Jen Gotch is an inspiring women in a plethora of ways. The founder of, an advocate for mental health and a debut author, she has important messages to share with the young women and men looking to create a beautiful future for themselves. Read on to get to know more about Jen Gotch in this She Reads interview.

She Reads

You have an amazing presence on social media, are a role model for mental health advocacy and the founder of an incredible brand. What are you hoping your readers take away from The Upside of Being Down

My goal with this book is to share my story – of growing up and finding myself and success and failure and self-doubt and family and dancing and eating and aging – because it probably isn’t that different from a lot of people’s stories. We all eventually live some version of that narrative. So this is not a cautionary tale; there is nothing to pity. Life happens – and you look at it and you learn from it or you don’t, and you enjoy it or you don’t. And I hope for readers, that the book helps them skip a couple of these chapters in their own lives (specifically the darker ones), and that they walk away with increased self-awareness, strong emotional intelligence and a feeling that they are not alone. 

What’s been your favorite part of the book publishing process? 

Obviously writing the book was in the top three, but that part also sat squarely in last place during trying times in the process. I loved concepting out and helping design the cover – book covers are my passion and a skill I have honed with my work at Lastly, to be able to work with a team that was half and half Gallery Books – and we all got to learn from each other and come together during a time when book publishing is being challenged. We decided to rise above. 

If you had to choose 5 of your favorite books of all time, what would they be and why? 

I’m a huge reader of non-fiction – mostly self help, personal growth and some memoirs. These are some of the books that have helped me the most and/or resonated deeply in recent years. 

The Untethered Soul by Michael A. Singer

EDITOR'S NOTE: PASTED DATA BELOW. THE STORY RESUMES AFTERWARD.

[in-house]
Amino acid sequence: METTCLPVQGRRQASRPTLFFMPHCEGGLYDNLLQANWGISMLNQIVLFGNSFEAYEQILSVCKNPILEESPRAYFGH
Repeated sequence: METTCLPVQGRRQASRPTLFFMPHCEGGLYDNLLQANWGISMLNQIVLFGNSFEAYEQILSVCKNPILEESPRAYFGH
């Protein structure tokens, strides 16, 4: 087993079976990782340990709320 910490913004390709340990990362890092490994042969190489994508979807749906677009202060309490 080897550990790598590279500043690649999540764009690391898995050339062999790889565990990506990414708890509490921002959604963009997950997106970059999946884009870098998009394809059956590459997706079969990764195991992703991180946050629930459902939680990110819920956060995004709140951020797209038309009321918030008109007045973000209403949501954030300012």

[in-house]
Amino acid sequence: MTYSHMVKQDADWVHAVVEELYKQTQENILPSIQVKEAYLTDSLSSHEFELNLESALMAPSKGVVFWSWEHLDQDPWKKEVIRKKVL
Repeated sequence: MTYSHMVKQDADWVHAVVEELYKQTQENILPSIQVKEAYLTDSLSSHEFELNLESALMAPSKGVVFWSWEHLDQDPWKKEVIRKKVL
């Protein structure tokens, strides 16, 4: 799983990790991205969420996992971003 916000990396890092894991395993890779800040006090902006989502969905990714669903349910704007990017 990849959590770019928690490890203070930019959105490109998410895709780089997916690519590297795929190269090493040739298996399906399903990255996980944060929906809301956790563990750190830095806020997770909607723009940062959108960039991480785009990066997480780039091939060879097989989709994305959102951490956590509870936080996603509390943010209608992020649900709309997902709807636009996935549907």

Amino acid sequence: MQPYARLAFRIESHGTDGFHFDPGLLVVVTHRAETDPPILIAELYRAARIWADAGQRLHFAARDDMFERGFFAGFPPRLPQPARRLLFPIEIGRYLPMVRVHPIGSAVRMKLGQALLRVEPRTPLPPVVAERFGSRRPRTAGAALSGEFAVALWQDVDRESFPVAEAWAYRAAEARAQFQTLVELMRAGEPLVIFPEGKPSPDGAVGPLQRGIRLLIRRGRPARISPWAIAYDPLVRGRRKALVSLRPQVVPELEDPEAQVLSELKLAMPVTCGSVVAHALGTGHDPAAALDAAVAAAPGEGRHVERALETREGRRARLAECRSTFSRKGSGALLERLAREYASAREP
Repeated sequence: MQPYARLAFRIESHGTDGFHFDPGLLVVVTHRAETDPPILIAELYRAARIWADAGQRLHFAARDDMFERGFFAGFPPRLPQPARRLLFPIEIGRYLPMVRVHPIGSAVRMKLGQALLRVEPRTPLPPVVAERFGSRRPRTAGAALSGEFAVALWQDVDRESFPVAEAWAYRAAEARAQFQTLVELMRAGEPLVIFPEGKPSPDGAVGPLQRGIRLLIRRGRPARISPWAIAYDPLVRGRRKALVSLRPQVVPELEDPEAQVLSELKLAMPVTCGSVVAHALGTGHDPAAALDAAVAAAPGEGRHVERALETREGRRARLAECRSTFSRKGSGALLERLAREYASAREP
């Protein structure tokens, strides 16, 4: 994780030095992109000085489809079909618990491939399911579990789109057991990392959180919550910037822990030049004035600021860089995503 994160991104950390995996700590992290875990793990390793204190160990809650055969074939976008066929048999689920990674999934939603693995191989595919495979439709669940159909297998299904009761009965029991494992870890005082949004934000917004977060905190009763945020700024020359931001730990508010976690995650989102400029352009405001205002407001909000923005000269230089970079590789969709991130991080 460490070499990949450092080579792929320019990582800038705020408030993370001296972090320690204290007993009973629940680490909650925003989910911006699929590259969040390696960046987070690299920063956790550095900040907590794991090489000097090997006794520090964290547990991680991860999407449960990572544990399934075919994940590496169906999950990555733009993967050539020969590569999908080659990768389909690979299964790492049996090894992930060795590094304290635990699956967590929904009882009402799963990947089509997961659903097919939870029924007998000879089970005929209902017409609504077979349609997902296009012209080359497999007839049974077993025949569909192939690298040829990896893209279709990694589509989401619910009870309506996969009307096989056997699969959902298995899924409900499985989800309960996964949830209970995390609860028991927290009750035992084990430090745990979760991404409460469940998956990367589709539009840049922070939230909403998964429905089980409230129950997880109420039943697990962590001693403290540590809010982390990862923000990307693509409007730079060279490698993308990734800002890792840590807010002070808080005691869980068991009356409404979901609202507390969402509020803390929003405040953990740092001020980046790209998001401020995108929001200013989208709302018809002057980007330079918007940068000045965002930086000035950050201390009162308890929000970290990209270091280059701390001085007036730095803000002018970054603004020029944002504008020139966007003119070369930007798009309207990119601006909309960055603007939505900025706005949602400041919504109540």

Been recommending this book a lot lately! It is about your relationship with your thoughts and emotions. Essentially, it explains how to understand the voice in your head and why you react the way you do. It helped me a lot with my anxiety, among other things. The basic message is “don’t worry be happy” but explained in a really interesting way. Essentially, we have the power to choose happiness. Chapter five on infinite energy is amazing. Chapter 15 on the path of unconditional happiness is also amazing. Who am I kidding? They are all amazing. 

Attached by Amir Levine and Rachel Heller

I read this book about a year and a half ago and it blew my mind – especially in relation to every close relationship I have ever had (both romantic and platonic). It dives into the various attachment styles that are formed during childhood and how they affect adult relationships. I found myself saying out loud, “information I could have used yesterday” over and over again. Cannot recommend it enough. 

The Four Agreements by Don Miguel Ruiz

Ruiz is a leading member of the New Thought movement, which is worth Googling. This book encouraged me to adopt my “I DID MY BEST” philosophy. This passage encapsulates it, “Your best is going to change from moment to moment; it will be different when you are healthy as opposed to sick. Under any circumstances, simply do your best, and you will avoid self-judgment, self-abuse and regret…” That is just one of the “Four Agreements” and they are all equally as interesting and impactful. 

The Power of Now by Eckhart Tolle

A great book from the 90s that has guided me on my path to enlightenment. That sounds so new-agey, and it is, but the ability to practice mindfulness, or to live in the now, is a powerful tool to have in your emotional and physical toolbox, especially now. When you are done with this, you can read one of his other books, A New Earth, which I feel is incredibly relevant to our current situation. 

Gift From the Sea by Anne Morrow Lindbergh

She wrote this in 1955 while on vacation in Florida, but I still found it so relatable. It’s a collection of essays in which she uses the shells she finds on the beach to connect to and write about topics such as youth and age, love and marriage, peace, solitude and contentment. Really amazing book that can be read in one sitting. 

Which books are you most looking forward to reading next? 

The Road Less Traveled by M. Scott Peck. It’s not a new book (published in 1978), but it is probably one of the most famous self-help/personal growth books ever written. It’s actually kind of weird that I haven’t read it since personal growth is such a huge passion of mine. 

What’s your best piece of advice for creators and entrepreneurs who are struggling with their mental health? 

Now is the time to look within. To change your relationship to your thoughts, create some distance between thought and reaction and ultimately gain that self-awareness that I spoke about above. Mindfulness and self-awareness have both been huge contributors to my mental and physical well being, along with also being huge contributors in my professional life as a creative.

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